At a human rights workshop in the co-op, we learned that Ontario has an Apology Act, which came into force in Ontario on April 23, 2009. It allows us to express sorrow or regret without worrying that the comments can later be used against us in a civil lawsuit.
Yes, that means that you can say you are sorry, and this apology can’t be used to prove you are responsible for whatever you apologized for.
• is not an admission of liability,
• does not void or impair an insurance contract, and
• is not taken into account in determining liability
But don’t admit liability. If you run into someone else’s car, you can say you are terribly sorry that this happened, but don’t say it was all your fault. An admission of liability is still an admission of liability.
An apology is often key to the healing process; it can promote accountability and transparency and shorten or avoid litigation.
Here's the legislation:
Apology Act, S.O. 2009, c3.
Consolidation Period: From April 23, 2009 to the e-Laws currency date. No Amendments.
1. In this Act,
“apology” means an expression of sympathy or regret, a statement that a person is sorry or any other words or actions indicating contrition or commiseration, whether or not the words or actions admit fault or liability or imply an admission of fault or liability in connection with the matter to which the words or actions relate. 2009, c. 3, s. 1.
Effect of apology on liability
2. (1) An apology made by or on behalf of a person in connection with any matter,
(a) does not, in law, constitute an express or implied admission of fault or liability by the person in connection with that matter;
(b) does not, despite any wording to the contrary in any contract of insurance or indemnity and despite any other Act or law, void, impair or otherwise affect any insurance or indemnity coverage for any person in connection with that matter; and
(c) shall not be taken into account in any determination of fault or liability in connection with that matter. 2009, c. 3, s. 2 (1).
(2) Clauses (1) (a) and (c) do not apply for the purposes of proceedings under the Provincial Offences Act. 2009, c. 3, s. 2 (2).
Evidence of apology not admissible
(3) Despite any other Act or law, evidence of an apology made by or on behalf of a person in connection with any matter is not admissible in any civil proceeding, administrative proceeding or arbitration as evidence of the fault or liability of any person in connection with that matter. 2009, c. 3, s. 2 (3).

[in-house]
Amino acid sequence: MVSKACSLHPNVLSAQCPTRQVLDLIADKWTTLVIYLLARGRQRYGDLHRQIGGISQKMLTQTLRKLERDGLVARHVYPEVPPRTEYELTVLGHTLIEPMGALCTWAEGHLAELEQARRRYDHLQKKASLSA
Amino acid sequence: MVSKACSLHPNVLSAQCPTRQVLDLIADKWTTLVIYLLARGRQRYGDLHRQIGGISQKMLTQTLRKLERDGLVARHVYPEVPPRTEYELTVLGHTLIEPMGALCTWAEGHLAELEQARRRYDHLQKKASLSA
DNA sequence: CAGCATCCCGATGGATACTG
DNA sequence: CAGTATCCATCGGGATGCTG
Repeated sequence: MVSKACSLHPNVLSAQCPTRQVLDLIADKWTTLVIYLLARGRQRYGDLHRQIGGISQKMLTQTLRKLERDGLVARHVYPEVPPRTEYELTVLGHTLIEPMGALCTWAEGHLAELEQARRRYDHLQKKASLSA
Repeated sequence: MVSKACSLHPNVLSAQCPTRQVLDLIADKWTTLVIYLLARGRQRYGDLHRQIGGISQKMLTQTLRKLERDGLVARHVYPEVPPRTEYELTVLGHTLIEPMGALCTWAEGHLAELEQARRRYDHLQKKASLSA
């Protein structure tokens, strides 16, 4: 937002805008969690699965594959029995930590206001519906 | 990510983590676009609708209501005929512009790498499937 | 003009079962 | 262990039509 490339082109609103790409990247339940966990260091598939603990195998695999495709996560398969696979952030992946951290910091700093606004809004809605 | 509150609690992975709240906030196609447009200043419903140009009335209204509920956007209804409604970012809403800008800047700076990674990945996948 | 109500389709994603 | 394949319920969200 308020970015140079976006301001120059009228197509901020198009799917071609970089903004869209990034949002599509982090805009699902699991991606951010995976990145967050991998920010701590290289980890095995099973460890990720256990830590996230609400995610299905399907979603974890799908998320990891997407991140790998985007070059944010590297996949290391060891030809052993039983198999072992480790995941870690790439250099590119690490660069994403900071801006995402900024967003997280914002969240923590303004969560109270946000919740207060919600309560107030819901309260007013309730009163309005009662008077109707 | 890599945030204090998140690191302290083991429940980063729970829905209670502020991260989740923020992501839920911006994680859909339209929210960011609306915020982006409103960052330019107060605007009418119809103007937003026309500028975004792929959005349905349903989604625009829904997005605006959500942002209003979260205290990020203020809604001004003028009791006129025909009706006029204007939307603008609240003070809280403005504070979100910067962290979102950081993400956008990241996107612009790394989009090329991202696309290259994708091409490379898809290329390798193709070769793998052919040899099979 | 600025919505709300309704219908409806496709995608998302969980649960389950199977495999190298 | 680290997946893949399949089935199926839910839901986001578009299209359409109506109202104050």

(4) However, if a person makes an apology while testifying at a civil proceeding, including while testifying at an out of court examination in the context of the civil proceeding, at an administrative proceeding or at an arbitration, this section does not apply to the apology for the purposes of that proceeding or arbitration. 2009, c. 3, s. 2 (4).
Criminal or provincial offence proceeding or conviction
3. Nothing in this Act affects,
(a) the admissibility of any evidence in,
(i) a criminal proceeding, including a prosecution for perjury, or
(ii) a proceeding under the Provincial Offences Act; or
(b) the use that may be made in the proceedings referred to in subsection 2 (3) of a conviction for a criminal or provincial offence. 2009, c. 3, s. 3.
Acknowledgment, Limitations Act, 2002
4. For the purposes of section 13 of the Limitations Act, 2002, nothing in this Act,
(a) affects whether an apology constitutes an acknowledgment of liability; or
(b) prevents an apology from being admitted in evidence. 2009, c. 3, s. 4.
5. Omitted (provides for coming into force of provisions of this Act). 2009, c. 3, s. 5.
6. Omitted (enacts short title of this Act). 2009, c. 3, s. 6.